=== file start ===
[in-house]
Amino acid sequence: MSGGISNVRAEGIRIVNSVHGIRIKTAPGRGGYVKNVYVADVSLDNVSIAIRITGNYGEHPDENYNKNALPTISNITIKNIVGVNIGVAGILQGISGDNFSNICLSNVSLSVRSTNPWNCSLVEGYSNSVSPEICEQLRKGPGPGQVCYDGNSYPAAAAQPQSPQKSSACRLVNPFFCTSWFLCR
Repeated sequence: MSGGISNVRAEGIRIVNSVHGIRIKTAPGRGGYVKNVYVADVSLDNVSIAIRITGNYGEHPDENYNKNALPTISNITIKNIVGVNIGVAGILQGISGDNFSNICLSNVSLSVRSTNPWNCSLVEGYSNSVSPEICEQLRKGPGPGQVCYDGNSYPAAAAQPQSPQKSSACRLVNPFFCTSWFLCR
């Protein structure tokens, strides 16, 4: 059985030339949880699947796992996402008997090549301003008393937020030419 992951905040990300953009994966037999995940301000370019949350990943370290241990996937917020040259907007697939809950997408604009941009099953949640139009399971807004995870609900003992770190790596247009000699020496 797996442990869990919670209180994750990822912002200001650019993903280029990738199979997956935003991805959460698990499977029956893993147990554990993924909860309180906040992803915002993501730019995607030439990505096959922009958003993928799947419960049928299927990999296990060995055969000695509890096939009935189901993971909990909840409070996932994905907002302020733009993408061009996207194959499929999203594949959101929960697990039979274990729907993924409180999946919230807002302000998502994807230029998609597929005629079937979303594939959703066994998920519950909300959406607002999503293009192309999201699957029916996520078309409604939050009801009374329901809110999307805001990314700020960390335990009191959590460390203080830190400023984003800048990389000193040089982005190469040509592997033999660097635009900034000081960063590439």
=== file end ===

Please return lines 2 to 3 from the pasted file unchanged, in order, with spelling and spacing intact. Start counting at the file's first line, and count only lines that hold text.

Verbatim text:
Amino acid sequence: MSGGISNVRAEGIRIVNSVHGIRIKTAPGRGGYVKNVYVADVSLDNVSIAIRITGNYGEHPDENYNKNALPTISNITIKNIVGVNIGVAGILQGISGDNFSNICLSNVSLSVRSTNPWNCSLVEGYSNSVSPEICEQLRKGPGPGQVCYDGNSYPAAAAQPQSPQKSSACRLVNPFFCTSWFLCR
Repeated sequence: MSGGISNVRAEGIRIVNSVHGIRIKTAPGRGGYVKNVYVADVSLDNVSIAIRITGNYGEHPDENYNKNALPTISNITIKNIVGVNIGVAGILQGISGDNFSNICLSNVSLSVRSTNPWNCSLVEGYSNSVSPEICEQLRKGPGPGQVCYDGNSYPAAAAQPQSPQKSSACRLVNPFFCTSWFLCR